Colorado Child Support Guidelines

Colorado has child support statutes to ensure every child has an adequate standard for financial and emotional support from both parents, and the guidelines are intended to for the children to receive the same amount of financial support as they would if they still lived with both parents. This support generally comes in the form of money paid by the parent without custody to the child’s other parent or caregiver. Colorado uses a strict, and also fairly complicated, guideline when deciding the appropriate amount of child support. Parents are allowed to create their own child support agreements, but if these agreements stray too far from the state guidelines they won’t be approved by the court. This is a quick summary of child support guidelines in Colorado.

Child Support Statutes in Colorado

The following table outlines Colorado's Child Support statutes.

Code Section

COL. REV. STAT. §14-10-115: Child Support Guidelines

Who Is Responsible?

Both parents.

How Is Support Calculated?

Calculation of the gross income of each parent, gross income being income from any source other than child support payments, public assistance, a second job, or a retirement plan. Child support is a percentage (roughly 20% for 1 child, and an additional 10% for each additional child) of the combined gross income of the parents, which is then split between both parents, depending on other factors.

Factors

In determining the amount of support the court shall consider all relevant factors, including:

  • The financial resources of the child;
  • The financial resources of the custodial parent;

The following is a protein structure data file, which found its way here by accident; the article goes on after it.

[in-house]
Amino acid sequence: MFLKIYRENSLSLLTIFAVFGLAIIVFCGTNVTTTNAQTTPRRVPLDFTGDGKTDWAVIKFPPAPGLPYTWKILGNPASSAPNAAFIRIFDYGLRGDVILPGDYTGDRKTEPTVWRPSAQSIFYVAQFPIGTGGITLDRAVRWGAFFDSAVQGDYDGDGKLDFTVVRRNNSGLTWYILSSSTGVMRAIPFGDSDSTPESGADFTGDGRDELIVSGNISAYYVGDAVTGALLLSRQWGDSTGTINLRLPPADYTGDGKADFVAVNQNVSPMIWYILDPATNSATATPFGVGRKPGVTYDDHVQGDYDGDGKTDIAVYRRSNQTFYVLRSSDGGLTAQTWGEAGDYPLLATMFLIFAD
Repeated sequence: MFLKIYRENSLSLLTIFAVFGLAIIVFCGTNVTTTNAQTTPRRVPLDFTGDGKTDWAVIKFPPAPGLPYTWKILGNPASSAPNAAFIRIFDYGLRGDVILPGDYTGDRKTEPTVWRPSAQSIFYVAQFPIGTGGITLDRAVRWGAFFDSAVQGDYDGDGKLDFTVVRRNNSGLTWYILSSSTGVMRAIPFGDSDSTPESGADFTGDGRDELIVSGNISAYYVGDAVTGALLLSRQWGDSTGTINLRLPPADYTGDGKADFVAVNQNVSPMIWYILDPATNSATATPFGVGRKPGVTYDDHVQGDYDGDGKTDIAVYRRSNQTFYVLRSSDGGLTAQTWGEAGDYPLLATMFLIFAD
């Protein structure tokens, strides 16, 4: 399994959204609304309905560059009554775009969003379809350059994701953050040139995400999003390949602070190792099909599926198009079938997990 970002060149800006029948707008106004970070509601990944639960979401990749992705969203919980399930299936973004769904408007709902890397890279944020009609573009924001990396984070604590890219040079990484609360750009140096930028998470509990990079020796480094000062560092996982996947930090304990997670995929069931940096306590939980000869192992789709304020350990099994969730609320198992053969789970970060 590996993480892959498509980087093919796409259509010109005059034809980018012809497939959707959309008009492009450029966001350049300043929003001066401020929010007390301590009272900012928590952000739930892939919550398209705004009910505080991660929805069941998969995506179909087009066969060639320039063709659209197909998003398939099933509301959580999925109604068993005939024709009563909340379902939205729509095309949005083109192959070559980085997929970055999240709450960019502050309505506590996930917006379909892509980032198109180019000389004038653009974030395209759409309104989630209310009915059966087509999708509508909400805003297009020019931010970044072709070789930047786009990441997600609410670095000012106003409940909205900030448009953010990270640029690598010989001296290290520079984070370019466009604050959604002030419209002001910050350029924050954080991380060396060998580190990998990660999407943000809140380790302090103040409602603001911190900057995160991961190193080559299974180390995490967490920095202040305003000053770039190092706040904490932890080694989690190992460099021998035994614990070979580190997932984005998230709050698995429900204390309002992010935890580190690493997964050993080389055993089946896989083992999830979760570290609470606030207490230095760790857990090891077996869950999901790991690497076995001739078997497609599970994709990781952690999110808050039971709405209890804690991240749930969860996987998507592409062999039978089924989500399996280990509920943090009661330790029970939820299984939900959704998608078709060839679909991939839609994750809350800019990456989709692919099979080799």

• The standard of living the child would have enjoyed had the marriage not been dissolved;
  • The physical and emotional condition of the child and his or her educational needs; and
  • The financial resources and needs of the noncustodial parent.

What Is Included in a Support Order?

Child care expenses, health insurance coverage, medical expenses, educational expenses, and travel expenses.

How Long Must a Parent Pay Child Support?

Until child turns 19 or 21 if the child still attends high school. (Child support continues indefinitely if the child cannot support themselves due to a physical or mental disability.)

Local Child Support Offices

Colorado Child Support County Units

Colorado Child Support Formula

Colorado Child Support Calculator

How to File For Child Support in Colorado

If you are seeking child support in Colorado, the Colorado Division of Child Support Services can be your resource for:

  • Establishing child/medical support orders and paternity;
  • Modifying child/medical support orders;
  • Enforcing child/medical support orders, including spousal maintenance when combined with child support;
  • Processing payments through the Family Support Registry (FSR);
  • Collecting past due child support from the non-custodial parent's federal and state tax refunds and lottery winnings
  • Collecting past due child support from the non-custodial parent through other enforcement measures; and
  • Asking another state's child support agency to establish, modify, or enforce an order on your behalf.

You can also apply for child support services online and find additional forms on the DHS website.

Colorado Child Support Guidelines: Related Resources

Calculating amounts and navigating Colorado's child support guidelines can be confusing. If you would like legal assistance with a child support matter, you can contact a Colorado family law attorney. You can also visit FindLaw’s sections on Child Custody, Child Support Modifications, and Child Support Enforcement for more articles and information on this topic.

Next Steps: Search for a Local Attorney

Contact a qualified attorney.